© 2017 John Lucas

The siege of Colchester occurred in the summer of 1648 when the English Civil War reignited in several areas of Britain. Colchester found itself in the thick of the unrest when a Royalist army on its way through East Anglia to raise support for the King, was attacked by Lord-General Thomas Fairfax at the head of a Parliamentary force. The Parliamentarians' initial attack forced the Royalist army to retreat behind the town's walls, but they were unable to bring about victory, so settled down to a siege. Despite the horrors of the siege, the Royalists resisted for eleven weeks and only surrendered following the defeat of the Royalist army in the North of England at the Battle of Preston (1648).

A military court found Sir Charles Lucas, Sir George Lisle, Colonel Farre and Sir Bernard Gascoigne guilty of High Treason and sentenced them to death by firing squad. This sentence was actually rare during the Civil Wars, but was justified by Fairfax and General Ireton on several grounds. The claims were that Lucas had executed Parliamentary prisoners in cold blood; that he had broken his parole given after the First Civil War; and that the Royalists had continued to fight in an indefensible position, thus causing unnecessary death and suffering.

Overnight Farre managed to escape, and it was discovered that Gascoigne was an Italian citizen, so he was spared the firing squad. However, Lucas and Lisle were executed in the evening of 28 August 1648. Within days, pamphlets were produced extolling Lucas and Lisle as martyrs to the Royal cause, and today in the grounds of Colchester Castle there stands a monument marking the site of the execution.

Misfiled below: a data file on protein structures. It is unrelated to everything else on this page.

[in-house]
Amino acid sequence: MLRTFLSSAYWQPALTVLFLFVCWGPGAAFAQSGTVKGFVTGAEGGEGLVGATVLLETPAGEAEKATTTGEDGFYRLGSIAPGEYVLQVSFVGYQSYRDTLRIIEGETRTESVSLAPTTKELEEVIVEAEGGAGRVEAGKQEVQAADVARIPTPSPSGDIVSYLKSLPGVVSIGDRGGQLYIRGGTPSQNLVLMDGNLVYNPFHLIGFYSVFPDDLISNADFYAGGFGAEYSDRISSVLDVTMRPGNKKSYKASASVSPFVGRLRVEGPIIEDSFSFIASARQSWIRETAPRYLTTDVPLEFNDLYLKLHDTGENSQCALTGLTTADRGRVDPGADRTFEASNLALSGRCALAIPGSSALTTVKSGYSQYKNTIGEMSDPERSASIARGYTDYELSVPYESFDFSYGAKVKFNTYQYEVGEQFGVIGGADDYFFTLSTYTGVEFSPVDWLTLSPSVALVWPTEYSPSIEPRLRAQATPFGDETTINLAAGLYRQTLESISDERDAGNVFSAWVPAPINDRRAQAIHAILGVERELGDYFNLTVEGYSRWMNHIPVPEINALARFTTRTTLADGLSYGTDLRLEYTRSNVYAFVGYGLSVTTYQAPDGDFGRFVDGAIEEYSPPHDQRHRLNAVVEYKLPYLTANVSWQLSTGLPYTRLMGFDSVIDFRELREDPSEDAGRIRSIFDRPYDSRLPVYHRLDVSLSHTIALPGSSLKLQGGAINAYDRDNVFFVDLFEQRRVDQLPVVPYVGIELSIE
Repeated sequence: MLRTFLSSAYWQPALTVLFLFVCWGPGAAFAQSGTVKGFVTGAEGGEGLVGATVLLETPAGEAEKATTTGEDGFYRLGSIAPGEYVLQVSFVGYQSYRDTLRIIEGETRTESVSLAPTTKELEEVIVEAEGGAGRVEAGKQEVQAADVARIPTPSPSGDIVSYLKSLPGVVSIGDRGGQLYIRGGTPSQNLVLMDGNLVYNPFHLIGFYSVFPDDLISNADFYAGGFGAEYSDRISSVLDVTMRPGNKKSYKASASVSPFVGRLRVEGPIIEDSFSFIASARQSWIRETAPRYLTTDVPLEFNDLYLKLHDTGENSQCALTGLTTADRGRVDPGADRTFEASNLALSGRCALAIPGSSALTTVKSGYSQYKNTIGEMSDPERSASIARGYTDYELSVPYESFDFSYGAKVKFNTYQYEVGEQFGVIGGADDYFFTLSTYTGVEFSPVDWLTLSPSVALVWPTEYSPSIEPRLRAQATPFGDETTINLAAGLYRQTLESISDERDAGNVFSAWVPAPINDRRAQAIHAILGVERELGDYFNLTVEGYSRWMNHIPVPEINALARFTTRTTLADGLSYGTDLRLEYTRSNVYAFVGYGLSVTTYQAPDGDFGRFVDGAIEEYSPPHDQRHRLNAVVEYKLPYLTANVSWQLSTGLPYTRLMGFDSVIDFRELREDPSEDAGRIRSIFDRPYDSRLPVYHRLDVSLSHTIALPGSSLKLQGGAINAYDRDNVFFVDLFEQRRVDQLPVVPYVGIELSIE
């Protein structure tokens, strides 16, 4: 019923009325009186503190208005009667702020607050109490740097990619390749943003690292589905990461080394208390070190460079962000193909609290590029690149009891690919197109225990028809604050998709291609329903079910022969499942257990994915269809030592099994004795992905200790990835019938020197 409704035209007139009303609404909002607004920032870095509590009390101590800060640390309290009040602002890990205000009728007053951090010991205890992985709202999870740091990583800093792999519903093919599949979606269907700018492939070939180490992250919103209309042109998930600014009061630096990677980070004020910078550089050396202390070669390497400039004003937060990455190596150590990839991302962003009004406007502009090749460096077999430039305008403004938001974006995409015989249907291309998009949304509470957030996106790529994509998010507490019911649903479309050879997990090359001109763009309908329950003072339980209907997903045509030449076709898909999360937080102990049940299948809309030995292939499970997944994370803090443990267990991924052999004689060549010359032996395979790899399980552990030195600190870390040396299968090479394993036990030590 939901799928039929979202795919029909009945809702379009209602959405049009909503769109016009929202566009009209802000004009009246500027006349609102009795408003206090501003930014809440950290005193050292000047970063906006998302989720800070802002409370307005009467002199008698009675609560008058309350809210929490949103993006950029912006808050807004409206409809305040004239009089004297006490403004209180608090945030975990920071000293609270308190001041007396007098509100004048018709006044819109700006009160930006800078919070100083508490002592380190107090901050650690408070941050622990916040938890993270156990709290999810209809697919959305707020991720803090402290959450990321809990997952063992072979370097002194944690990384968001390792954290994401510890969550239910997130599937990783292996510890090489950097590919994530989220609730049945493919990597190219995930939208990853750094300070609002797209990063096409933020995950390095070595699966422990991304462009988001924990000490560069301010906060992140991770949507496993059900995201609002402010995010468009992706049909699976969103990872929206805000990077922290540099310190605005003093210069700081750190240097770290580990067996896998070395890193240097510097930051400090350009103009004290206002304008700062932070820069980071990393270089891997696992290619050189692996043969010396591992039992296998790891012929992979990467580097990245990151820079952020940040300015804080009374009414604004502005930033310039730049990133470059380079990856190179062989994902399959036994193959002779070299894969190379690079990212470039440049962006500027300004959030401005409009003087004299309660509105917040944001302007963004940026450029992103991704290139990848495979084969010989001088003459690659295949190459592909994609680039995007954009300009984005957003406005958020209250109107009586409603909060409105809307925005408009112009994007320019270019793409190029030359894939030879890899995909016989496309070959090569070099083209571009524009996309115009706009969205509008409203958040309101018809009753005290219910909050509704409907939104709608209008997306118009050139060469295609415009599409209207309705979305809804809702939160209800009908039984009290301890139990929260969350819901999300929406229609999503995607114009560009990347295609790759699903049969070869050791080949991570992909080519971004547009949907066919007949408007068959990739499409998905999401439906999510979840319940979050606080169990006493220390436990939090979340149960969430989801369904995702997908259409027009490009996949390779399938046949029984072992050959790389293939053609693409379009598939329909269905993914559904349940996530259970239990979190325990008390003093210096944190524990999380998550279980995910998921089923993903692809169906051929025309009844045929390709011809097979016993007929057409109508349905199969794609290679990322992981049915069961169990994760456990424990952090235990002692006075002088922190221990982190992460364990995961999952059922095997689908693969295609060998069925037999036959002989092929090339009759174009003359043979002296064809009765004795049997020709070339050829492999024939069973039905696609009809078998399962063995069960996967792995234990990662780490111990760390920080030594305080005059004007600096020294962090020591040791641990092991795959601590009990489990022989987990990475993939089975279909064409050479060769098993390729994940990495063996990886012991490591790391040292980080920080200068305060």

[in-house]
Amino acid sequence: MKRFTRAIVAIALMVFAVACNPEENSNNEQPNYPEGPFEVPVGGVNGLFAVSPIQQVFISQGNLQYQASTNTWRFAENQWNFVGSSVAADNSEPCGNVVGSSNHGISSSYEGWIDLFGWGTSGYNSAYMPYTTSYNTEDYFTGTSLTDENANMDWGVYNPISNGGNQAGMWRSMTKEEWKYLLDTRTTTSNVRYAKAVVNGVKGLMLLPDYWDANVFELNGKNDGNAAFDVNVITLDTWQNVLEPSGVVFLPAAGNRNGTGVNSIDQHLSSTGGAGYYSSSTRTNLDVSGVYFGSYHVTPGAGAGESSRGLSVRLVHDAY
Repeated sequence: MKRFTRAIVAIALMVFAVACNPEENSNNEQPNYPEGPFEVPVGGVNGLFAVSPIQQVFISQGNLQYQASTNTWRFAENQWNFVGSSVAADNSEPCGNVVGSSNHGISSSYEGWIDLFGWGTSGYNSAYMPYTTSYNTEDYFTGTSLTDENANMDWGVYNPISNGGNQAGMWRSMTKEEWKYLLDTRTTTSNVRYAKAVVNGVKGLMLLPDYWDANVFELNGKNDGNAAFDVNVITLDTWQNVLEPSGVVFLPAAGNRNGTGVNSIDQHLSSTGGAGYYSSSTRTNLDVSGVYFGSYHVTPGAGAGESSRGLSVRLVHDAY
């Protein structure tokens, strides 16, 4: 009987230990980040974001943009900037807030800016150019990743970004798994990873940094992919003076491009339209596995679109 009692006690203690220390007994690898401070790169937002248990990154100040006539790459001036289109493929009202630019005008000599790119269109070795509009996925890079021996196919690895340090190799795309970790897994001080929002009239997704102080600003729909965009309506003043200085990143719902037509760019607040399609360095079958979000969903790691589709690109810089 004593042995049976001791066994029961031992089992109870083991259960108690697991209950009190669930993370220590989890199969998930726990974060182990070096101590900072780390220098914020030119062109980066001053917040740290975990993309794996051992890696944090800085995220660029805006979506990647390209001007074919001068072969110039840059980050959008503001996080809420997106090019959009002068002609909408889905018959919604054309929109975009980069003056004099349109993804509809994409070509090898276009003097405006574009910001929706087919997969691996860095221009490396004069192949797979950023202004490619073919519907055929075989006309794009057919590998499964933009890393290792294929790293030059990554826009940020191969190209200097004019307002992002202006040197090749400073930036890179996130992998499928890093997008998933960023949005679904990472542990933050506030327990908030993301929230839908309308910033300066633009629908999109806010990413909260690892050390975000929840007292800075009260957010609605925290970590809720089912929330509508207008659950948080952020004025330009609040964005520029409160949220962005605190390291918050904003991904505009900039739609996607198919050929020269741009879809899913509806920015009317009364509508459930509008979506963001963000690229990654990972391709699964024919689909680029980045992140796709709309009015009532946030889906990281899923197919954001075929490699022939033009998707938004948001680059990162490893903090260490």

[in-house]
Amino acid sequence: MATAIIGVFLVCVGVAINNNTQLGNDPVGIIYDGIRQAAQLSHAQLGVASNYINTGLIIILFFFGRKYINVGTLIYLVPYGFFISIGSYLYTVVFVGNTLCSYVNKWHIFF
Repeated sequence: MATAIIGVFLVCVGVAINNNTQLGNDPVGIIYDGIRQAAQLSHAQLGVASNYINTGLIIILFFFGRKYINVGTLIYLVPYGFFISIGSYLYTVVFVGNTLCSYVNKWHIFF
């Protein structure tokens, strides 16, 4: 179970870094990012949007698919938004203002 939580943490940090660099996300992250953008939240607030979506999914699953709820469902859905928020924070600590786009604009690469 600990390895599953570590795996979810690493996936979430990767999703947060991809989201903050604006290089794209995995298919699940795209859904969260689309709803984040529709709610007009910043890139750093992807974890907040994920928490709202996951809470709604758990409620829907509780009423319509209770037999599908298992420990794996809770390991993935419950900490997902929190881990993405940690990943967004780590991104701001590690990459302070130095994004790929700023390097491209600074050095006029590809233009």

Humpty Dumpty

The siege is commonly believed to have inspired the nursery rhyme Humpty Dumpty, which is said to have been the nickname of a large Royalist cannon strategically placed on the wall next to St Mary's Church. The Parliamentary bombardment of 14 July damaged the wall, causing "Humpty Dumpty" to be destroyed. Other stories attribute the name Humpty Dumpty not to a cannon but to a Royalist sniper, "One-Eyed Thompson", who occupied the belfry of St Mary's Church and was shot down by Parliament forces

Lucas and Lisle monument

Colchester Castle.

One of the first Norman Castles to be built after the conquest of 1066

It is built on the foundations of a Roman temple. Much of the stonework and bricks are from the Roman building.

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Castle Park, Colchester


51° 53′ 26.12″ N,

0° 54′ 10.97″ E

Domesday Book Entry:

Colecastro / -cestra: Bishop of London; King's land; Count Eustace; John FitzWaleran; king's burgesses; the Abbot of St. Edmund's; Eudo the Steward; Hugh de Montfort; Roger de Poitou; Abbot of Westminster; Geoffrey de Mandeville; Swein of Essex; Abbess of Barking; Aubrey de Vere; Bishop Walkelin. 400 houses, 2 churches (including St. Peter's), 4 mills, court. 4 sesters of honey.

Colchester Castle - Civil War Siege - Sir Charles Lucas